Conceptualizing a Quality Plan for Healthcare: A Philosophical Reflection on the Relevance of the Health Profession to Society

Health Care Analysis 15 (4):337-361 (2007)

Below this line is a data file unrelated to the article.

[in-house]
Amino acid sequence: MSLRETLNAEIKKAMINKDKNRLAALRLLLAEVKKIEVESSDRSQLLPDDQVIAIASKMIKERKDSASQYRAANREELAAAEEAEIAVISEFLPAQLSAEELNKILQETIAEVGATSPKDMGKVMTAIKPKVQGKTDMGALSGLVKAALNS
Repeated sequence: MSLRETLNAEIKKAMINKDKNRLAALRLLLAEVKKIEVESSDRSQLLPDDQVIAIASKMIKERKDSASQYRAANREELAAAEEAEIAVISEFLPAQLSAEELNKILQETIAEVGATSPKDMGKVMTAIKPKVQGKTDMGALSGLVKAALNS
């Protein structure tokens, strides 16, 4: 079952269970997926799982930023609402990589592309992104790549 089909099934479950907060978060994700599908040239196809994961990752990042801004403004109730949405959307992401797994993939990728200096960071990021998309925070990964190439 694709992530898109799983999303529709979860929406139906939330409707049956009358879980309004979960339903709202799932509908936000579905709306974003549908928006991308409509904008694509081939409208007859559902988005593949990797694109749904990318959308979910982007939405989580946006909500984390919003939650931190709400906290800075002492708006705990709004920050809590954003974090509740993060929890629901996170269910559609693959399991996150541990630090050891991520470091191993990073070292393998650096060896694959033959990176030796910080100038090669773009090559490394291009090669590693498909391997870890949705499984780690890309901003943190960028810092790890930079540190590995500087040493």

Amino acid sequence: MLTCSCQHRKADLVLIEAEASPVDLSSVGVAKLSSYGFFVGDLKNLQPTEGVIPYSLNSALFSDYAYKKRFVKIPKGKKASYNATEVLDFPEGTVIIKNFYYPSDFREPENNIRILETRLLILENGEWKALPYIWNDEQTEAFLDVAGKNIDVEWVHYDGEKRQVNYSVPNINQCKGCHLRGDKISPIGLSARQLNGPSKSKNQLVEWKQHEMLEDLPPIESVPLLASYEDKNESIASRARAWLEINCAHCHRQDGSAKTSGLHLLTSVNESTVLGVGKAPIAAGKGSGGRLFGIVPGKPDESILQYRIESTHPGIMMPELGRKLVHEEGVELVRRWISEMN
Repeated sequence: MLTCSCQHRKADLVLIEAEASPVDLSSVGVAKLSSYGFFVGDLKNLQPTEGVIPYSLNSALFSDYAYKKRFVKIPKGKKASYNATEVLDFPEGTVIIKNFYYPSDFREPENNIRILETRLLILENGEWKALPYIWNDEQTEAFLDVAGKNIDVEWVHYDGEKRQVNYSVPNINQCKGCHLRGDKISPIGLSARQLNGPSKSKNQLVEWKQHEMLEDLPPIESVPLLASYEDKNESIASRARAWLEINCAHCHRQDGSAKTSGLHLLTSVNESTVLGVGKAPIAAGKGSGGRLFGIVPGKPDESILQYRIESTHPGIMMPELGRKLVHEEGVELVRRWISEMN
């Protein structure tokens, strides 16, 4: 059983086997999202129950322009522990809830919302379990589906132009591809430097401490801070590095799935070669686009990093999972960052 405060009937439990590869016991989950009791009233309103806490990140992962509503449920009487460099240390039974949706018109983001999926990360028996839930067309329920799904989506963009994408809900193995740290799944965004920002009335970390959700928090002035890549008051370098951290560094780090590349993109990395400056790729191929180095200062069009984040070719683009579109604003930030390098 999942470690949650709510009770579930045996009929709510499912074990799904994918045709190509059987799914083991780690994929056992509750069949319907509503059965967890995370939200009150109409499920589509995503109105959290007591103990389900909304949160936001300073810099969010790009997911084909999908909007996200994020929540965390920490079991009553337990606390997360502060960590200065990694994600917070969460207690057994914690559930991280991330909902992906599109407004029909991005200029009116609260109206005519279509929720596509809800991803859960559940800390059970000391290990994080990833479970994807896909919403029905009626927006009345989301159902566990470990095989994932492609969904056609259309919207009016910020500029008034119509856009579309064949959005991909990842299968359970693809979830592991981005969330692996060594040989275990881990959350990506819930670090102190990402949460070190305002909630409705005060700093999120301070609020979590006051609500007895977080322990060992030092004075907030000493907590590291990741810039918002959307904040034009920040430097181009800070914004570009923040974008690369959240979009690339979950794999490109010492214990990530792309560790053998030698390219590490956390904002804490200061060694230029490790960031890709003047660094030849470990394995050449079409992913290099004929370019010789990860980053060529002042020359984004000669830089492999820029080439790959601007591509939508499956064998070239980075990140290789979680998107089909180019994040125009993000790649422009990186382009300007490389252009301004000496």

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Today, health systems around the world are under pressure to create greater value for patients and society [81, p. 1, 119]; increasing access, improving client orientation and responsiveness, reducing medical errors and safety, restraining utilization via managed care, and implementing priority allocation of resources for high-burden health problems are examples of strategies towards this end. The quality paradigm by virtue of its strategic consumer focus and its methods for achieving operational excellence has proved an effective approach for creating higher value in many sectors. If applied in a deliberate and holistic manner, the quality paradigm can bring about a more cost-effective organization of the health systems. In this article, we apply quality concepts to healthcare in a conceptual format; we characterize the health system’s customers and outputs with their quality dimensions. The product of this effort is a blueprint for a customer-driven health system which identifies six types of customers, nine types of outputs and the associated operations. As a preliminary step, a new analysis and definition of health and disease is provided. Rethinking the structure of health system in this manner and the related conceptual model can guide medical research, health sciences education, and health services policy, and help the practitioner to integrate all modern trends in healthcare delivery



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